I have a new high altitude balloon project, this one is very Eggciting.
The 2015 Swaton Vintage Day will also host the 10th World Egg Throwing Championship and in recognition the special event station will have the call sign GB2EGG. This popular annual show raises money for local, national and international good causes.
Egg Throwing is recognised by the English Sports Council and the sport is taken very seriously by some competitors. Hundreds of competitors from Europe and around the world are expected to compete this year. Last year’s event attracted teams from Germany, Slovenia, Hong Kong and Brazil.
While planning the special event station I jokingly suggested throwing an egg in to space on board a balloon, I shouldn’t have yoked as it is now a serious project. The idea coming from Dave Akerman’s Spudnik flight for Heston Blumenthal’s Channel4 television program.
|Image with the permission of Dave Akerman|
Subject to Civil Aviation Authority clearance and weather conditions I will hopefully launch a high altitude balloon carrying one lucky egg into the edge of space and then dropping it back to earth under a parachute. In addition to the plucky Eggstronaut the balloon I have called Eggsplorer-1 will carry a radio transmitter to broadcast its position, altitude and live images of the journey back to earth.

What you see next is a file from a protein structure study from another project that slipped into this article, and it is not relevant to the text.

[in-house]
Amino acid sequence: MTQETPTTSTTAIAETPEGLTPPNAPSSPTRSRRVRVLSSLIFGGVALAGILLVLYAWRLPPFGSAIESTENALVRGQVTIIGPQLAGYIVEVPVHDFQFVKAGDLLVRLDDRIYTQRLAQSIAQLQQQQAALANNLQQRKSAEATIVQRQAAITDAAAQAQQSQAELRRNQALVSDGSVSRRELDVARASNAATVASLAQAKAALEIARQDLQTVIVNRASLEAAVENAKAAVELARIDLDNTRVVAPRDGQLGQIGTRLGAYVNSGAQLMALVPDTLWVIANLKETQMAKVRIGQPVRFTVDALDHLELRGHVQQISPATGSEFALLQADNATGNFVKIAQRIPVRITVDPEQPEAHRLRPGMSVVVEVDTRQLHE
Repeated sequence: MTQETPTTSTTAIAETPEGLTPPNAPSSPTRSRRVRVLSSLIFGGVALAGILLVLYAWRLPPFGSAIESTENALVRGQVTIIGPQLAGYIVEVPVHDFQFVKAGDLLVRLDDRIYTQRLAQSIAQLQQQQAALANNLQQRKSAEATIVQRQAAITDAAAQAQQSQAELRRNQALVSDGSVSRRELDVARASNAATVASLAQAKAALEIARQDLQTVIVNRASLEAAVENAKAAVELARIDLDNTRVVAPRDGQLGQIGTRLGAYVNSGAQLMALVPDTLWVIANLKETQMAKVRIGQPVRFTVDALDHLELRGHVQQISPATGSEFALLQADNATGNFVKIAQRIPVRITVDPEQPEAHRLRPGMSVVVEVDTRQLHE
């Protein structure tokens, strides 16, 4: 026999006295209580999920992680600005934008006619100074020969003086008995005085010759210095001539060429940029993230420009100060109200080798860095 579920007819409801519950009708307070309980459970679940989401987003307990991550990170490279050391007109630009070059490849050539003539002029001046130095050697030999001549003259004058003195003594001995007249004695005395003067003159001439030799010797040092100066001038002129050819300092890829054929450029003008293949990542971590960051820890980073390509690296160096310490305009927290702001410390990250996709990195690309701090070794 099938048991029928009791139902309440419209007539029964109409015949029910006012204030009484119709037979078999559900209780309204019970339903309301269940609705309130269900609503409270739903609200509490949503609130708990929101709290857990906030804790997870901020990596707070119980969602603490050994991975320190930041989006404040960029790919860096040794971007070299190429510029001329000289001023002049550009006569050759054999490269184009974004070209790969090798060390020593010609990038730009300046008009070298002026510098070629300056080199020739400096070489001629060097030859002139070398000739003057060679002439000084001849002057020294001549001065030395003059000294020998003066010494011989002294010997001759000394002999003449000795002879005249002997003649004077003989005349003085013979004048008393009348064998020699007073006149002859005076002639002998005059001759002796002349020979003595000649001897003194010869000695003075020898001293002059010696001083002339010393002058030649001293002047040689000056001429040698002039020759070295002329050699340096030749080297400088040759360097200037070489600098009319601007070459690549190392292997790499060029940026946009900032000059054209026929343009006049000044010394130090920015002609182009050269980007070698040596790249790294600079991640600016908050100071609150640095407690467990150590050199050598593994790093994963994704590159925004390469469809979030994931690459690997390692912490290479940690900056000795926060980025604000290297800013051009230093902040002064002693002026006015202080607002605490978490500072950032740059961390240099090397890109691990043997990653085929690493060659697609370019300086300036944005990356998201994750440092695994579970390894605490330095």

On board cameras will record the journey to be recovered on a successful return to Earth. Radio enthusiasts all around the country will be able to assist receiving the data and pictures and track the progress of the flight via the UK High Altitude Society tracking website.
More details and progress will be posted on here and on the Eggsplorer-1 website and you can follow developments on twitter @eggsplorer1South Kesteven ARS welcomes anybody with an interest in radio communications, so if want to be involved in this and other events like this please visit us at the show or visit the South Kestevan ARS website and on twitter @M0SKR
I have already begun development of the payload, unlike the moth-balled NERD-1 payload this one will use one of the Raspberry Pi boards since I want to transmit SSDV images live and it supports its own specially designed camera modules. NERD-1 will still fly as a backup tracker.
Dave Akerman (M0RPI) and Anthony Stirk (M0UPU) have developed the Pi-In-The-Sky ready made boards and the design and software are open-sourced, using this as a starting point together with Phil Heron’s (MI0VIM) SSDV software I quickly had a prototype dubbed NERDPI running.
I did have an issue since the GPS module I currently have only outputs serial data so had to use one of those small TTL USB-Serial adapters and spun some of my own code to get the data out and was soon successfully decoding my own transmissions from the shack and uploading them to the Habhub system.
Today has seen the spectacular partial solar eclipse here in the UK, during the eclipse several HAB flights were launched to try to capture images above any cloud cover (details here) Fellow SKARS members and members from the Grantham ARC were keen to decode the SSDV images themselves as the BBC Stargazing Live balloons were flying from nearby Leicester.
So on Wednesday I did a talk and demonstration to show how to track and decode the images, it was well received and I uploaded pictures of the audience to the system.
Unfortunately technical issues prevented live images from the Stargazing HABs being transmitted but I was able to decode some images from the University of Southampton OLAF payload They were only lo-res but still pleased to get decodes here it was a good distance from me.
Here in Newark the sky was beautifully clear so the eclipse was visible and spectacular, where OLAF was flying was covered in cloud, so the mission was a success.